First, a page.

This may seem like a lot of hikes, and it was, but we really enjoy hiking together. There is nothing like the endorphin rush of reaching the summit, especially with your new husband.
What we ate:
First of all, I highly recommend Sedona just based on food. We had so many delicious meals, and G was always able to find something to eat, even with his allergies and restrictions. I have never seen so many vegan options sprinkled into a “regular” menu. I was able to order whatever I wanted, and G still had choices (often way more than he’s used to having, which I think overwhelmed him a bit).
SaltRock Kitchen: One of my favorite tips is to eat dinner at the lobby restaurants of fancy hotels. They’re often delicious (check those reviews!), and it’s an excuse to see the property. Order the grilled octopus appetizer and the watermelon salad.
Mariposa: The kind of Latin-inspired steakhouse that serves chimmichurri on everything. I don’t think you can go wrong here. We loved the lentil-walnut croquette appetizer, and the grilled shrimp were very tasty.
Che Ah Chi: Another fancy hotel meal. This restaurant is at the Enchantment Resort, which is huge, very luxurious, and very expensive. It was very fun to have an excuse to wander around for a bit. The Cathedral Rock toast was AMAZING. Thick-cut chewy toast topped with avocado, ricotta, tomatoes, shallots, and a lemony olive oil.
Creekside American Bistro: One of the best crab cakes I’ve ever eaten. Weird, I know, but the server pushed it, and I’m glad I listened.
Tamaliza: Must-eat. Cafeteria-style Mexican food, including vegan tamales.
Secret Garden Cafe: My favorite meal of the trip. Hot tip: the caprese salad is served with a huge mound of arugula and baby spinach, and it’s perfect with a steak on the side.
Whyld Ass (Flagstaff): We went to Flagstaff specifically to eat breakfast here. An all-vegan menu, owned by a very cool and friendly dude. The biscuits and gravy were next-level and the snickerdoodle we got for a car snack was 🎉.
True Food Kitchen (Phoenix): Awesome menu that combined traditional offerings with vegan options, all around an anti-inflammatory diet. (Which means they didn’t serve coffee, a real bummer since we ate there for brunch. I ordered kombucha instead.) G had a butternut squash pizza with vegan ricotta, and I had a mushroom and Brussels sprouts pizza with non-vegan Taleggio.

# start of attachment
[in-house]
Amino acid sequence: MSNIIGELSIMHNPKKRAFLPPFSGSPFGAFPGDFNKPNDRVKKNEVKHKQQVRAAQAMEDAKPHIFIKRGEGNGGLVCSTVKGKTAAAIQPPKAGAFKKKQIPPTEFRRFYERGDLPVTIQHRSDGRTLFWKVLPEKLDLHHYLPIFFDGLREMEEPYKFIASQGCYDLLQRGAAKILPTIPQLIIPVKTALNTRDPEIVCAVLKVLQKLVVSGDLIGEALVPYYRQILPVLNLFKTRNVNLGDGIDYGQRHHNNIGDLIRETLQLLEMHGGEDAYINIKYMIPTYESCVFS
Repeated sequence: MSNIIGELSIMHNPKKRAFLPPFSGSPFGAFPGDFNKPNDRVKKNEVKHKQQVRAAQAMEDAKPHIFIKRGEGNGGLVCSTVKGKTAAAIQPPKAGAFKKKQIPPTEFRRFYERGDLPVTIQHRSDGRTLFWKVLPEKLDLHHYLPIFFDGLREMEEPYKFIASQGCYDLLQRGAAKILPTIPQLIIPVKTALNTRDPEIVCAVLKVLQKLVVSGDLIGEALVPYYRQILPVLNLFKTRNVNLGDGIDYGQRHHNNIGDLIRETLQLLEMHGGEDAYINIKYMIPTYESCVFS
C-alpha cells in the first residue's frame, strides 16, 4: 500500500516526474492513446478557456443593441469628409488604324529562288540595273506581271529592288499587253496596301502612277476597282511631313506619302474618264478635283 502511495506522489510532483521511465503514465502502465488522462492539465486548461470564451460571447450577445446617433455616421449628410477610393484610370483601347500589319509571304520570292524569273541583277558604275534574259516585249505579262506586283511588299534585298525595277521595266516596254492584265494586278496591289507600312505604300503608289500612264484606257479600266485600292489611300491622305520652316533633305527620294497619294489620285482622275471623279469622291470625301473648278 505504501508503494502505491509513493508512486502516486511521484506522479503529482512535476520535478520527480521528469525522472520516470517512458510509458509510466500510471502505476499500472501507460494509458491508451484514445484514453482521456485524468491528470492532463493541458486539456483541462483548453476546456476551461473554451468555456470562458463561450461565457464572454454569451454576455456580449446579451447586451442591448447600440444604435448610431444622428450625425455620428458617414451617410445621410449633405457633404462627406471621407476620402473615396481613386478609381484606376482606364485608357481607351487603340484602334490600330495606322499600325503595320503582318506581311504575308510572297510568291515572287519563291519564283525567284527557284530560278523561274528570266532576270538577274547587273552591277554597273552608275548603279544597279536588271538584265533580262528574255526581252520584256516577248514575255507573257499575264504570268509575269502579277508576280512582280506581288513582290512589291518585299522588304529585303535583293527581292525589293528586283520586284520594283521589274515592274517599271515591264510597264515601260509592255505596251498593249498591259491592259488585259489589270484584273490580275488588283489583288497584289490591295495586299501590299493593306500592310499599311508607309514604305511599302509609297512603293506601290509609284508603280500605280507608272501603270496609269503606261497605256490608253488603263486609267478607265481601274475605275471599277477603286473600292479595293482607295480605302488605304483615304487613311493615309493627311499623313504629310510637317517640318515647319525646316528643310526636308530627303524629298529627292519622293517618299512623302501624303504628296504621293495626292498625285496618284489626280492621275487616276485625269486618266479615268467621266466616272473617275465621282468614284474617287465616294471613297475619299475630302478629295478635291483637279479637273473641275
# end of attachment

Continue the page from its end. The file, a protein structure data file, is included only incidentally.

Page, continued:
Nami (Phoenix): All-vegan and incredible. We both had enormous breakfast burritos, and we shared the banana churros, which were perfect, cinnamon-sugar-rolled donut holes.
Where we stayed:
Poco Diablo (Sedona): We stayed here for the majority of the trip. While the service was not great (a little slow, seemed annoyed at normal requests, and our room service tray lay outside our room for days), we would probably stay here again. The room was large and comfortable with plenty of storage. There was a fireplace in the room and a private deck off the sitting area 💓. The robes — a metric by which I judge all hotels — were plush and warm.
Since it was off-season, we barely saw another guest, which was awesome. Even at afternoons by the pool, we had our pick of chaises in the shade and the sun.
El Tovar (Grand Canyon): This hotel is situated right on the canyon rim, which was cool and beautiful. We watched the sunset Thursday evening and even saw a couple get engaged.
It was awesome to walk from our hotel room to the trail head Friday morning. That’s a definite plus of this hotel. But I’m not sure we’d stay here again. Service, especially in the bar and restaurant, was not great, and the whole place badly needs an upgrade. The outside had recently been redone (paint and shingles) and looked great. The rest of the hotel could do with that facelift.
Hotel Palomar (Phoenix): We stayed here our last night. Comfortable, stylish, beautiful rooftop pool. The robes were waffle-weave, which I didn’t love, but you can’t win them all.
Overall, this was an amazing trip. I know that this post was more about logistics, but it felt so special to spend so much uninterrupted time with Grant. We spent a lot of time talking about what we want our life and marriage to look like and feel like, we lingered over dinner, we took naps together in the middle of the day — basically all of the things that we never, ever have time for in the real world. I think that’s part of the reason Sedona felt so magical. It was totally separate from our normal hyper-busy, hyper-connected life.
Love you, G. Thanks for marrying me, thanks for teaching me to hike, thanks for sparking my love of food, and thanks for making sure I got plenty of time to read my vacation book.
If you have questions about Sedona, or more recommendations for next time we go, leave a comment!